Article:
What are the key elements of a sourcing and procurement process plan?
Strategic sourcing is a fact based and systematic approach that organizations use to optimize the management of their supply chain. The approach focuses on improvement of the overall value proposition. This means that it does not entirely look at cost but on ensuring that the right services and materials are available to the organization when needed and in quantity required at the best possible value.
The process involves making decisions based on facts obtained through market intelligence and analysis. This continuous process is collaborative and not reserved for the purchasing functions of the organization only. The process gears towards getting the best services or products at the best value.
Creating a sourcing and procurement plan
Whether you’re creating a local or international sourcing plan, it is vital that the created plan ensures:
- Delivery of the benefits identified in the strategy when required; and in a way, that meets the business need.
- Implementation of the changes is in accordance with a planned timeline that is realistic to ensure their success.
- Identification of risks associated with the processes and building of the appropriate corrective measures into the plan.
A good plan will include:
- Realistic time frames with the consideration for high failure rates
- Proper planning and communication for the creation and implementation stages
- Identification of business processes that will be affected directly and indirectly
- Identification of key milestones and measurement of process results
Three essential steps to creating a sourcing and procurement plan
Strategic sourcing goes beyond negotiating for better prices with suppliers. This approach takes into consideration the entire cost of ownership. This includes those creating the demand for the goods and services, the internal processes, specifications, as well as, operational practices.
Creating a sourcing strategy, therefore involves more than simply considering the best prices. The typical sourcing and procurement process plan involves a series of steps.
Step 1: Identifying opportunities
The organization’s requirements for a service or product usually trigger opportunities or needs. In this step, the user (internal customer) identifies the need and communicates the service or product requirements to the procurement services function.
Product requirements may include:
- Raw materials
- Finished products
Service requirements may include:
- Transport services
- Handlers for hazardous waste
- Computer programmers
- Other service contractors
Step 2: Specification and need analysis
This step involves the analysis of the situation that has created or driven the need. Depending on the requirement and request made, this step may include an analysis of the operational processes driving the need or the purchase requisition.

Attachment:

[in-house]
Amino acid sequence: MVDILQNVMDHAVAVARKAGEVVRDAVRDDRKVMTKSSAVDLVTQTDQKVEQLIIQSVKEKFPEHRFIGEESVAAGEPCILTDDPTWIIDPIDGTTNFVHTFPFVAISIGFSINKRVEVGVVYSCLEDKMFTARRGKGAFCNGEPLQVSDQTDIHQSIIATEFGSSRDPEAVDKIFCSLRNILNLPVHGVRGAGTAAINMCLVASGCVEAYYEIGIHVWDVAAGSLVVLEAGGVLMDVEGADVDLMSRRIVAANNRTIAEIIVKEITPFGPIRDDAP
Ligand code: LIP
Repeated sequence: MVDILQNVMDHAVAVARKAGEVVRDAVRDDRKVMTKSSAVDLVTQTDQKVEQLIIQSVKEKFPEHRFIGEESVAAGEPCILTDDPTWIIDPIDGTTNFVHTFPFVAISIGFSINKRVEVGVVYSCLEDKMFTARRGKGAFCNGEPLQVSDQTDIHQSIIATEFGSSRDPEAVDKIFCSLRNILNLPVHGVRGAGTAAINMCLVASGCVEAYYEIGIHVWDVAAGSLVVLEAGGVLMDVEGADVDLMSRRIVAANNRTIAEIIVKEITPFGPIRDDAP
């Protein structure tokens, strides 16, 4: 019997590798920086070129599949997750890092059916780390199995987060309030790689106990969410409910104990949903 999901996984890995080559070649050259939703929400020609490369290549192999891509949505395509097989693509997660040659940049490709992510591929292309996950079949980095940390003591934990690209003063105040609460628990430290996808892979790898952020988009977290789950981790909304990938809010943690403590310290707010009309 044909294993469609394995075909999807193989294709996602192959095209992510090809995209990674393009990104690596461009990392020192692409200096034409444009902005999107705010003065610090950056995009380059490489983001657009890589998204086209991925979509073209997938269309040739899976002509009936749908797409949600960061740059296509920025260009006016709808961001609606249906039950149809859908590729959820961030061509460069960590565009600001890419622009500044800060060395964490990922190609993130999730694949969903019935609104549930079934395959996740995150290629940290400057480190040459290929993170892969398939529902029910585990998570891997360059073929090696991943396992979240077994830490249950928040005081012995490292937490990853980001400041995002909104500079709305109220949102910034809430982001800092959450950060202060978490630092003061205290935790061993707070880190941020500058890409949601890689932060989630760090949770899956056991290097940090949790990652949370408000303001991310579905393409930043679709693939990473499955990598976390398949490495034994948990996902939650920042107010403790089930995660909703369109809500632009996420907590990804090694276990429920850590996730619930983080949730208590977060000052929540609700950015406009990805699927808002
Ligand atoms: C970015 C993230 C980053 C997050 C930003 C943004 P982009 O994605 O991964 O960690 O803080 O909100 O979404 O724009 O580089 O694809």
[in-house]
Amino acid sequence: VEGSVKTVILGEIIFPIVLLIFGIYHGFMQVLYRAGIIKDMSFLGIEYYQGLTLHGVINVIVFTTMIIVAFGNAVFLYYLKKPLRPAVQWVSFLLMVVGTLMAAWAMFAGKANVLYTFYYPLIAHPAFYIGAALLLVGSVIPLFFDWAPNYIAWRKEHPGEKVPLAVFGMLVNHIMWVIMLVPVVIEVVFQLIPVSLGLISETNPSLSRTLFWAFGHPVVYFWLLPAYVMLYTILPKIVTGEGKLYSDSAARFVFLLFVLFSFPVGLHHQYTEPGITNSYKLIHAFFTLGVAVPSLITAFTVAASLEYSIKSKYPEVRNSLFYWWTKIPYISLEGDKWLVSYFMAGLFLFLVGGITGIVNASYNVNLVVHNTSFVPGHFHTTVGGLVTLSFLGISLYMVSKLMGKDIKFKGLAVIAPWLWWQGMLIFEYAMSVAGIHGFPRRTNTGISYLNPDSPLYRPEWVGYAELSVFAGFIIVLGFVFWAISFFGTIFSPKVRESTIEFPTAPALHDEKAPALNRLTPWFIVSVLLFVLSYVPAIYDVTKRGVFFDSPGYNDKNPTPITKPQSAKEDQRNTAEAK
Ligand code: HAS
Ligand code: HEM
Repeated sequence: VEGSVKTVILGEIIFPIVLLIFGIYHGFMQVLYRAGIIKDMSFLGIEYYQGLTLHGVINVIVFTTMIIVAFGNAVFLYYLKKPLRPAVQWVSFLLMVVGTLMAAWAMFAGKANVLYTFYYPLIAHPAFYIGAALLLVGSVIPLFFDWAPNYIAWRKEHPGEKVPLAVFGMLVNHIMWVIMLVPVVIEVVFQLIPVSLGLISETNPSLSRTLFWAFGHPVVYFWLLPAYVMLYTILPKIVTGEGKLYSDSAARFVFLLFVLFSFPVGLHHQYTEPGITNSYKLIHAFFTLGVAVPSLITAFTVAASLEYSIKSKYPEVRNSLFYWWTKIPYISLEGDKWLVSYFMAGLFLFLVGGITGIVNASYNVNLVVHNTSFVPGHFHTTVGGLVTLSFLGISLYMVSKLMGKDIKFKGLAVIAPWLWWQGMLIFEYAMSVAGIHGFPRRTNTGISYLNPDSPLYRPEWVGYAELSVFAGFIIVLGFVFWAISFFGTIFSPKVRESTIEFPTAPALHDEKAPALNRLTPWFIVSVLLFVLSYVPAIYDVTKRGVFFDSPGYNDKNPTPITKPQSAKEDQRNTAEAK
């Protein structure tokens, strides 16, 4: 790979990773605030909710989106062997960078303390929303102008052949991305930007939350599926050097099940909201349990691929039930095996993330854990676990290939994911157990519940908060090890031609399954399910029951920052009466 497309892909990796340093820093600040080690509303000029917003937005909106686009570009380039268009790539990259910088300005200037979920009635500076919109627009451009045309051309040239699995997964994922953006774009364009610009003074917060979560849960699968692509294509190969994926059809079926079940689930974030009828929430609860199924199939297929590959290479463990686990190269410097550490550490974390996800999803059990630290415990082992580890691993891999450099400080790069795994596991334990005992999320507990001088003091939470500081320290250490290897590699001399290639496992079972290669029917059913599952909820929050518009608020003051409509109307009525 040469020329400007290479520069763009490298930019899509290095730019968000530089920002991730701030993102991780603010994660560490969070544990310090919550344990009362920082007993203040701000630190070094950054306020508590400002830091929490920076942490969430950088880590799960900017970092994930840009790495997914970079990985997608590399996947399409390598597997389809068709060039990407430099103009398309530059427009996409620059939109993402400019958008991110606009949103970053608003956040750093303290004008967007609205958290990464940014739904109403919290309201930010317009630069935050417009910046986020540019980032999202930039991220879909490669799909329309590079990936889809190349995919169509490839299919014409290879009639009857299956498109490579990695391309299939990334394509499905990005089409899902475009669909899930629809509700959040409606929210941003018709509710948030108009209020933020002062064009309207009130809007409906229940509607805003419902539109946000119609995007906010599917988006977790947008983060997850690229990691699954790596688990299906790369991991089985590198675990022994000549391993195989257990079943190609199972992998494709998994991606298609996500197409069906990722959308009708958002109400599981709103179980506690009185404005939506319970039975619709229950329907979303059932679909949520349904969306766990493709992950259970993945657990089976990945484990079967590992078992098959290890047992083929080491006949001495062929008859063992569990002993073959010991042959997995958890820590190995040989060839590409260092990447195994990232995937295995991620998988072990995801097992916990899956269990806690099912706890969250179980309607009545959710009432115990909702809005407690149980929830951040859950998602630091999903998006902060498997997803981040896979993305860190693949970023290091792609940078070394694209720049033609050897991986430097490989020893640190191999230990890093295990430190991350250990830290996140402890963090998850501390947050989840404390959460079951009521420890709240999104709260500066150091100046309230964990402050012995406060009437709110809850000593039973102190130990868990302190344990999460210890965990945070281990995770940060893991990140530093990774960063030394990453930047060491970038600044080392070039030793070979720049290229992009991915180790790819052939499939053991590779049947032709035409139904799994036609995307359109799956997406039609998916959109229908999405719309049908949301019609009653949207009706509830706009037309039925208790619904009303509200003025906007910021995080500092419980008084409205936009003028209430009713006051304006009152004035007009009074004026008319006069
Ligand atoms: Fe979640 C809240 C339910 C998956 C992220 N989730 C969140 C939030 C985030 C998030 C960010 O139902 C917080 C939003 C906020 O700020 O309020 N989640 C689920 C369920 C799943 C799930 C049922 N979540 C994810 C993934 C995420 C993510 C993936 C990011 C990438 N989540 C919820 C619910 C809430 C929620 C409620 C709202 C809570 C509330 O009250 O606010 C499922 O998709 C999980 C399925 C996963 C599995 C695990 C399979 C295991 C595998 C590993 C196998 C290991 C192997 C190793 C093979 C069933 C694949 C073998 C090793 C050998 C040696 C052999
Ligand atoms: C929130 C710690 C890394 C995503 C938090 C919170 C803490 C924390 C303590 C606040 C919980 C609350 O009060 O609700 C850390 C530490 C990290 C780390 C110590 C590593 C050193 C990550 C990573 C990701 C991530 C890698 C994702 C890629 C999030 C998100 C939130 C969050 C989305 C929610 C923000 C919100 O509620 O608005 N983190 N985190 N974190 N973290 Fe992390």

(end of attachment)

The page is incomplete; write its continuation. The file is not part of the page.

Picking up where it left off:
Purchase requisitions provide a description of the requirements and the specifications. An effective requisition should include information on:
- The date the department made the requisition. This provides information on when the tracking cycle began.
- The date on which the organization requires the service or product.
- A description of the service or product required.
- The estimated cost of a single unit or a breakdown of the service costs.
- The operational process to which the requirement should be applied.
- A signature of authorization.
A procurement requisition is vital for the procurement of both products and services. It tells procurement services exactly what is required and for what purpose.
Submission of Statements of Work is only where services are required. These provide detailed descriptions of the work as well as when it is required. It also gives a description of the required services and specifications for the service provider. Provision of these services may be on or off-site by a contractor.
Step 3: Strategic Analysis
This is the most vital step in the whole process. In this step, the procurement function must identify opportunities for improvement. This step involves working closely with internal customers as well as suppliers. The procurement function must analyze the processes driving the demand and identify opportunities to eliminate waste, as well as, optimize value delivery.
Identifying areas within common business processes across different units is important at this stage. An organization may even carry out global sourcing to meet the requirements across several units.
This step also involves the evaluation of suppliers. Organizations may already have a list of existing suppliers and they ought to consider those suppliers with a good track record within this list. However, organizations can also consider a list of potential and new suppliers.
Where major purchases or a global source is involved, an in-depth evaluation of suppliers is necessary. This involves an evaluation of the suppliers:
- Facilities and equipment: Does the supplier have the latest or up-to-date equipment? Does the supplier have the capability to expand in case of increased demand?
- Internal processes: Does the supplier have well-developed processes? Does the supplier have a well-established quality control program? What are the working conditions? What are the average cycle times?
- Information systems: Does the supplier have up-to-date information systems? Does it carry out regular training to ensure that its team is capable of performing the duty proficiently?
- Management capabilities: Does the supplier have quality objectives? What is the supplier’s strategic vision? Does the supplier present a stable team to work with?